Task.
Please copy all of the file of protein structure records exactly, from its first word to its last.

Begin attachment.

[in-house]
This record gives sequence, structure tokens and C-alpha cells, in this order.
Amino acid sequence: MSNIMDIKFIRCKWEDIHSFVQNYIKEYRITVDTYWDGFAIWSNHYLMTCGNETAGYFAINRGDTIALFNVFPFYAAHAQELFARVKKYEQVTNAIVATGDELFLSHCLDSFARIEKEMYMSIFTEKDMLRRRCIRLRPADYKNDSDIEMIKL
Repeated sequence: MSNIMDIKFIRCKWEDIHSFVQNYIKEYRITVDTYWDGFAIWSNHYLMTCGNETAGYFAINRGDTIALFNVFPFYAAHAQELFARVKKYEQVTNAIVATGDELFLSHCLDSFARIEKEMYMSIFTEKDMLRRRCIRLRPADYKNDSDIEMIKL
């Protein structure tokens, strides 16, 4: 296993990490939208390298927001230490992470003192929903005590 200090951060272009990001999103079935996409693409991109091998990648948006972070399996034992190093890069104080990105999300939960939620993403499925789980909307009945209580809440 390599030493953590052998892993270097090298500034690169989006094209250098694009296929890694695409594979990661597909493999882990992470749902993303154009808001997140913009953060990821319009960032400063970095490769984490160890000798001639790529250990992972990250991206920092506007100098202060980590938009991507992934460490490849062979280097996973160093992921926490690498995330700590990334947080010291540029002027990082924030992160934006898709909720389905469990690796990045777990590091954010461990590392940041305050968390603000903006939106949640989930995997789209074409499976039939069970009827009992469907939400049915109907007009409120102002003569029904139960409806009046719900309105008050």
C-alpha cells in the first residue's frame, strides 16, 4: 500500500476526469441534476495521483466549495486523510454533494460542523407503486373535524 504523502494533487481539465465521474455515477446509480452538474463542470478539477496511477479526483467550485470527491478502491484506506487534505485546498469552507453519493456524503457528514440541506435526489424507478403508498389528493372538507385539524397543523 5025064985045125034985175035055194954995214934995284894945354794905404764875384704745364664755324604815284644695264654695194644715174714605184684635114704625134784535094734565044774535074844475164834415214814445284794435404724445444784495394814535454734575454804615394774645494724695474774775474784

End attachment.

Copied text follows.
[in-house]
This record gives sequence, structure tokens and C-alpha cells, in this order.
Amino acid sequence: MSNIMDIKFIRCKWEDIHSFVQNYIKEYRITVDTYWDGFAIWSNHYLMTCGNETAGYFAINRGDTIALFNVFPFYAAHAQELFARVKKYEQVTNAIVATGDELFLSHCLDSFARIEKEMYMSIFTEKDMLRRRCIRLRPADYKNDSDIEMIKL
Repeated sequence: MSNIMDIKFIRCKWEDIHSFVQNYIKEYRITVDTYWDGFAIWSNHYLMTCGNETAGYFAINRGDTIALFNVFPFYAAHAQELFARVKKYEQVTNAIVATGDELFLSHCLDSFARIEKEMYMSIFTEKDMLRRRCIRLRPADYKNDSDIEMIKL
């Protein structure tokens, strides 16, 4: 296993990490939208390298927001230490992470003192929903005590 200090951060272009990001999103079935996409693409991109091998990648948006972070399996034992190093890069104080990105999300939960939620993403499925789980909307009945209580809440 390599030493953590052998892993270097090298500034690169989006094209250098694009296929890694695409594979990661597909493999882990992470749902993303154009808001997140913009953060990821319009960032400063970095490769984490160890000798001639790529250990992972990250991206920092506007100098202060980590938009991507992934460490490849062979280097996973160093992921926490690498995330700590990334947080010291540029002027990082924030992160934006898709909720389905469990690796990045777990590091954010461990590392940041305050968390603000903006939106949640989930995997789209074409499976039939069970009827009992469907939400049915109907007009409120102002003569029904139960409806009046719900309105008050």
C-alpha cells in the first residue's frame, strides 16, 4: 500500500476526469441534476495521483466549495486523510454533494460542523407503486373535524 504523502494533487481539465465521474455515477446509480452538474463542470478539477496511477479526483467550485470527491478502491484506506487534505485546498469552507453519493456524503457528514440541506435526489424507478403508498389528493372538507385539524397543523 5025064985045125034985175035055194954995214934995284894945354794905404764875384704745364664755324604815284644695264654695194644715174714605184684635114704625134784535094734565044774535074844475164834415214814445284794435404724445444784495394814535454734575454804615394774645494724695474774775474784